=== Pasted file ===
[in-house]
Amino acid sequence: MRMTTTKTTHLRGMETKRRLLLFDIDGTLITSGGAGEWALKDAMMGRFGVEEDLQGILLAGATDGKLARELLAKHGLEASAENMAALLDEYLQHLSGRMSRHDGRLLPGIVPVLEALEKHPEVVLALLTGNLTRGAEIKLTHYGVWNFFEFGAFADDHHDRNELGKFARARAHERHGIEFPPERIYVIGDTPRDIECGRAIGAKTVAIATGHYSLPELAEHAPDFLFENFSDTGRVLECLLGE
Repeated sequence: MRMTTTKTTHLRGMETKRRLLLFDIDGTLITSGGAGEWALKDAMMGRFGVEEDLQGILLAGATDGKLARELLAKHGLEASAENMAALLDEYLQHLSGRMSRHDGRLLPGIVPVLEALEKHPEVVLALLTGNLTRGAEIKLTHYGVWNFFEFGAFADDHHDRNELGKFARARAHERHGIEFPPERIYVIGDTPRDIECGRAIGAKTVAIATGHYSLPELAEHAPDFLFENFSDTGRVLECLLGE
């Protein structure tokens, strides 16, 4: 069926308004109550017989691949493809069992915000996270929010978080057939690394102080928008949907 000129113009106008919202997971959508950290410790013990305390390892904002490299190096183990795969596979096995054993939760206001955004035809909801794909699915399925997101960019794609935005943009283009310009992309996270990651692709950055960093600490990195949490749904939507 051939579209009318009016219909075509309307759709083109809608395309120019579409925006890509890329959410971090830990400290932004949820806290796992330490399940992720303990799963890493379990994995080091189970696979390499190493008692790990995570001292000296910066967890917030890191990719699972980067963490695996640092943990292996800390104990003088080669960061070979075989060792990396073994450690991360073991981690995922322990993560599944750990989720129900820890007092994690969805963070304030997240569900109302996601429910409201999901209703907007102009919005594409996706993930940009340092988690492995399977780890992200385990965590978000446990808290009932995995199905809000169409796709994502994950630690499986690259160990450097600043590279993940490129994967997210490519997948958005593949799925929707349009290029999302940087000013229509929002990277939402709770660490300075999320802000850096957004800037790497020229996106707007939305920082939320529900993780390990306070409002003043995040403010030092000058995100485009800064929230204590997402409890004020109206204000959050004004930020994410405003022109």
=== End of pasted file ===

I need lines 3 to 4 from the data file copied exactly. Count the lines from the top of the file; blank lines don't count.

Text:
Repeated sequence: MRMTTTKTTHLRGMETKRRLLLFDIDGTLITSGGAGEWALKDAMMGRFGVEEDLQGILLAGATDGKLARELLAKHGLEASAENMAALLDEYLQHLSGRMSRHDGRLLPGIVPVLEALEKHPEVVLALLTGNLTRGAEIKLTHYGVWNFFEFGAFADDHHDRNELGKFARARAHERHGIEFPPERIYVIGDTPRDIECGRAIGAKTVAIATGHYSLPELAEHAPDFLFENFSDTGRVLECLLGE
């Protein structure tokens, strides 16, 4: 069926308004109550017989691949493809069992915000996270929010978080057939690394102080928008949907 000129113009106008919202997971959508950290410790013990305390390892904002490299190096183990795969596979096995054993939760206001955004035809909801794909699915399925997101960019794609935005943009283009310009992309996270990651692709950055960093600490990195949490749904939507 051939579209009318009016219909075509309307759709083109809608395309120019579409925006890509890329959410971090830990400290932004949820806290796992330490399940992720303990799963890493379990994995080091189970696979390499190493008692790990995570001292000296910066967890917030890191990719699972980067963490695996640092943990292996800390104990003088080669960061070979075989060792990396073994450690991360073991981690995922322990993560599944750990989720129900820890007092994690969805963070304030997240569900109302996601429910409201999901209703907007102009919005594409996706993930940009340092988690492995399977780890992200385990965590978000446990808290009932995995199905809000169409796709994502994950630690499986690259160990450097600043590279993940490129994967997210490519997948958005593949799925929707349009290029999302940087000013229509929002990277939402709770660490300075999320802000850096957004800037790497020229996106707007939305920082939320529900993780390990306070409002003043995040403010030092000058995100485009800064929230204590997402409890004020109206204000959050004004930020994410405003022109």